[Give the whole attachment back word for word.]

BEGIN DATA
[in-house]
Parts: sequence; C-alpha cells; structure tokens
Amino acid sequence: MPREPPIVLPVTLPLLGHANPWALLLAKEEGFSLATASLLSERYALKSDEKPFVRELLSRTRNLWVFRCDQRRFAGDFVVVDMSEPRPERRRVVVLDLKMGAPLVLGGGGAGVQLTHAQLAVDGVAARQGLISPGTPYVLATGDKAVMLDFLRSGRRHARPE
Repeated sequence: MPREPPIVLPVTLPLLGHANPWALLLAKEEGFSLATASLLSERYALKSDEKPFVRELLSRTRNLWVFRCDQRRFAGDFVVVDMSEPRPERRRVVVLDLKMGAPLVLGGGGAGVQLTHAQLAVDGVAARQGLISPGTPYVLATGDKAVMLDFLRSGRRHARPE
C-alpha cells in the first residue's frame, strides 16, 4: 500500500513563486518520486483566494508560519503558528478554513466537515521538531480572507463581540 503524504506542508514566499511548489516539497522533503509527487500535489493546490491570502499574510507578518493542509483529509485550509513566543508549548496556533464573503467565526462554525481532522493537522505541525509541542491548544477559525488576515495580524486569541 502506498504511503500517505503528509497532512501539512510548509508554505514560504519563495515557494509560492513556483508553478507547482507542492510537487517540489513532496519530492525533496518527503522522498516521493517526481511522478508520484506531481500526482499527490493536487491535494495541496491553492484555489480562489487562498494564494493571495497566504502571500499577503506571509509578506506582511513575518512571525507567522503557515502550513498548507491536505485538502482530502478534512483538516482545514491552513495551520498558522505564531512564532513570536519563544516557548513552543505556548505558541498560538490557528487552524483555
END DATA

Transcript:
[in-house]
Parts: sequence; C-alpha cells; structure tokens
Amino acid sequence: MPREPPIVLPVTLPLLGHANPWALLLAKEEGFSLATASLLSERYALKSDEKPFVRELLSRTRNLWVFRCDQRRFAGDFVVVDMSEPRPERRRVVVLDLKMGAPLVLGGGGAGVQLTHAQLAVDGVAARQGLISPGTPYVLATGDKAVMLDFLRSGRRHARPE
Repeated sequence: MPREPPIVLPVTLPLLGHANPWALLLAKEEGFSLATASLLSERYALKSDEKPFVRELLSRTRNLWVFRCDQRRFAGDFVVVDMSEPRPERRRVVVLDLKMGAPLVLGGGGAGVQLTHAQLAVDGVAARQGLISPGTPYVLATGDKAVMLDFLRSGRRHARPE
C-alpha cells in the first residue's frame, strides 16, 4: 500500500513563486518520486483566494508560519503558528478554513466537515521538531480572507463581540 503524504506542508514566499511548489516539497522533503509527487500535489493546490491570502499574510507578518493542509483529509485550509513566543508549548496556533464573503467565526462554525481532522493537522505541525509541542491548544477559525488576515495580524486569541 502506498504511503500517505503528509497532512501539512510548509508554505514560504519563495515557494509560492513556483508553478507547482507542492510537487517540489513532496519530492525533496518527503522522498516521493517526481511522478508520484506531481500526482499527490493536487491535494495541496491553492484555489480562489487562498494564494493571495497566504502571500499577503506571509509578506506582511513575518512571525507567522503557515502550513498548507491536505485538502482530502478534512483538516482545514491552513495551520498558522505564531512564532513570536519563544516557548513552543505556548505558541498560538490557528487552524483555